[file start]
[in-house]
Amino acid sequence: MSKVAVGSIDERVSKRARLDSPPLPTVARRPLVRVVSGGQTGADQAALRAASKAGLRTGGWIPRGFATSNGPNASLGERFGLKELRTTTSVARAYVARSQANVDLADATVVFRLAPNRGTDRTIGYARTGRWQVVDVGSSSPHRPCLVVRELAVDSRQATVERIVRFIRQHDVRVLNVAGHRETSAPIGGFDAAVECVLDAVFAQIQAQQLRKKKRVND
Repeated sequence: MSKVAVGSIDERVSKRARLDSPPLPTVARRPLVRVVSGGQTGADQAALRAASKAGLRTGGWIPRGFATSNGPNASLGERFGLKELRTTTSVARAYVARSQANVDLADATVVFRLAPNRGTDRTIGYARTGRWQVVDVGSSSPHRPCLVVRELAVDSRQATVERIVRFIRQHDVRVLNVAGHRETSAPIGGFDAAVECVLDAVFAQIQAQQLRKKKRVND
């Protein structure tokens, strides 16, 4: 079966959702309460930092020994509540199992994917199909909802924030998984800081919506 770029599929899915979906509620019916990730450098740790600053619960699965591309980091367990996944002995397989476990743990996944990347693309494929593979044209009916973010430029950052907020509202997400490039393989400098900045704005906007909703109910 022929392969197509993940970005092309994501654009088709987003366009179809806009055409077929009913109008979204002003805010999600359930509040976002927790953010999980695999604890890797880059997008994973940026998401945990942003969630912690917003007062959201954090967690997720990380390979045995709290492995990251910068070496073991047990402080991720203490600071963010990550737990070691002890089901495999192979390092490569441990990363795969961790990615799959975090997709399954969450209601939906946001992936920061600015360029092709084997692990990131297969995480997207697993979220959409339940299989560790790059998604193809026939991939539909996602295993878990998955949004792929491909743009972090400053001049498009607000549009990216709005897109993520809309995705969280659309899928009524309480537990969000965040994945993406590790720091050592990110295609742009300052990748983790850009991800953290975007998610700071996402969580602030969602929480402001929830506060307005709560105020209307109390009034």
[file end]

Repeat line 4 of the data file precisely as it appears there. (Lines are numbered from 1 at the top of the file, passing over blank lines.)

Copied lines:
């Protein structure tokens, strides 16, 4: 079966959702309460930092020994509540199992994917199909909802924030998984800081919506 770029599929899915979906509620019916990730450098740790600053619960699965591309980091367990996944002995397989476990743990996944990347693309494929593979044209009916973010430029950052907020509202997400490039393989400098900045704005906007909703109910 022929392969197509993940970005092309994501654009088709987003366009179809806009055409077929009913109008979204002003805010999600359930509040976002927790953010999980695999604890890797880059997008994973940026998401945990942003969630912690917003007062959201954090967690997720990380390979045995709290492995990251910068070496073991047990402080991720203490600071963010990550737990070691002890089901495999192979390092490569441990990363795969961790990615799959975090997709399954969450209601939906946001992936920061600015360029092709084997692990990131297969995480997207697993979220959409339940299989560790790059998604193809026939991939539909996602295993878990998955949004792929491909743009972090400053001049498009607000549009990216709005897109993520809309995705969280659309899928009524309480537990969000965040994945993406590790720091050592990110295609742009300052990748983790850009991800953290975007998610700071996402969580602030969602929480402001929830506060307005709560105020209307109390009034």